The New Year is a great time to reexamine finance goals, budgets and make positive adjustments with a fresh perspective.
Consider what you hope to achieve in 2022 and a reasonable timeline for each goal. Put a nominal amount next to each goal and then work from your timeline to budget how you can achieve each goal in the timeframe allotted. For example, if your goal is to save $3,000 for an overdue vacation in June, start saving $500/month now!
Create a Will and Trust
Having your wishes documented is important if you have a lot of assets. A trust may also provide your estate some protection. In our new COVID world, having a Health Directive and Power of Attorney is prudent and relatively easy. Many attorneys will provide an initial consultation for free.
Given many of us use credit and debit cards to pay for expenses, many of these banks offer tools to summarize where you spent your money. Look at your 2021 annual report and see if anything stands out. If you notice your meals and entertainment budget is higher than you expected, see where you can trim without hurting too much – perhaps reduce your take-out food or make coffee at home more often?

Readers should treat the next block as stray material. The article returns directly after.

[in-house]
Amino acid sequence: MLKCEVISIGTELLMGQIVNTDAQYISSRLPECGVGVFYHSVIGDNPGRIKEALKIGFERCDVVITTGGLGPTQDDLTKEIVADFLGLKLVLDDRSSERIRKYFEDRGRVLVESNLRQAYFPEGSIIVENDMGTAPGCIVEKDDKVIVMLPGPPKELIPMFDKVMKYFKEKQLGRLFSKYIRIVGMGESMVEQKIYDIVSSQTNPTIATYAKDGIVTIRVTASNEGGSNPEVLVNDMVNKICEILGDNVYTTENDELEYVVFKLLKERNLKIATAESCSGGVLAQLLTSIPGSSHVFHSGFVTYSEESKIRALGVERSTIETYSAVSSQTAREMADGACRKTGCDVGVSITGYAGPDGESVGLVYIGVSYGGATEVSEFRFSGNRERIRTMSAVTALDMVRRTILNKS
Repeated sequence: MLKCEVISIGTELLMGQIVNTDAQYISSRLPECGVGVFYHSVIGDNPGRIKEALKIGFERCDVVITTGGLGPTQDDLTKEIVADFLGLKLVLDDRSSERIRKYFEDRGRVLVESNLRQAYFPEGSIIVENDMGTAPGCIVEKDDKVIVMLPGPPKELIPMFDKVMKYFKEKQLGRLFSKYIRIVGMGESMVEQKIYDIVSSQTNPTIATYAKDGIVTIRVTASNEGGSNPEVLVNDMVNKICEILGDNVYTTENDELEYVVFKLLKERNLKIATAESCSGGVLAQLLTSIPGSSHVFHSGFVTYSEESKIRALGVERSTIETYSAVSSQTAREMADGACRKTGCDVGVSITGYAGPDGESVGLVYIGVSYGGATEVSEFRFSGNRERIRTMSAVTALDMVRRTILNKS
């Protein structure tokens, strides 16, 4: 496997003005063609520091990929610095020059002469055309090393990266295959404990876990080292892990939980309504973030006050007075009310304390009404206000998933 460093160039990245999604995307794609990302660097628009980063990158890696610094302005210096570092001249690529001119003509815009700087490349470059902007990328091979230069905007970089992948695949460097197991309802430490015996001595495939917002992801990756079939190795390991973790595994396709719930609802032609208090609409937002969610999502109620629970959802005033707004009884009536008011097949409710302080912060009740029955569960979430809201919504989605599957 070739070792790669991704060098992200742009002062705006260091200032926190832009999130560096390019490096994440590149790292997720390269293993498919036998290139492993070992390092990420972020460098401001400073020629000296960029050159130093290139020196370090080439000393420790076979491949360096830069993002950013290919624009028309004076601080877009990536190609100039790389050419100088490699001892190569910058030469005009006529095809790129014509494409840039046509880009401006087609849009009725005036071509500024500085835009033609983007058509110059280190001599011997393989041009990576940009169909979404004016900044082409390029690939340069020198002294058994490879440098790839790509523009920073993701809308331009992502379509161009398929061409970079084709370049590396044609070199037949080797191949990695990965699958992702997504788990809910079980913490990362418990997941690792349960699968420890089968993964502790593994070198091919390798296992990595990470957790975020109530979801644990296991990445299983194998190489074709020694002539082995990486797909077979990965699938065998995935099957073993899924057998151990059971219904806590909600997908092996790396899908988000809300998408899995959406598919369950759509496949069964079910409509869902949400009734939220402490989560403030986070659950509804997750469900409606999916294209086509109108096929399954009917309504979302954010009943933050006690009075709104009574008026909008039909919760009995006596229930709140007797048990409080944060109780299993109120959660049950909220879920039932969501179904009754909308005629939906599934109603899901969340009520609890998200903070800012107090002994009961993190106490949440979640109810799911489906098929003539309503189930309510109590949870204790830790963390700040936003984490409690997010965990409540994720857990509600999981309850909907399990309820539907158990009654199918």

Review your Subscriptions
Are you paying for a gym membership but you’ve only gone to the gym twice in two years? Do you have a subscription to Netflix, Hulu and Disney+ but you really don’t utilize all three? Automatic payment can be your downfall! Review what you’ve set up and see if it still makes sense.
Pay Yourself First
When I got my first real job, my dad reminded me to “pay myself first.” Take a little out of each paycheck (10%) and put it aside for savings BEFORE you pay your rent/mortgage, utilities, car and entertainment. You can set up a 401k contribution, deducted directly from you paycheck. Pre-tax savings can yield you a tax deduction also! However, any savings vehicle will do!
After you’ve saved three to six months’ worth of living expenses in an emergency fund examine your excess savings and consider if your money can work harder for you. The bank is paying hardly anything these days. Perhaps your excess cash can be invested in a prudent manner that will yield you market rate of returns. Only take as much risk as you feel comfortable with and delegate this to a financial planner unless investing is a side hobby you enjoy.
Happy New Year! I hope 2022 brings you good health, new opportunities, joy, and prosperity!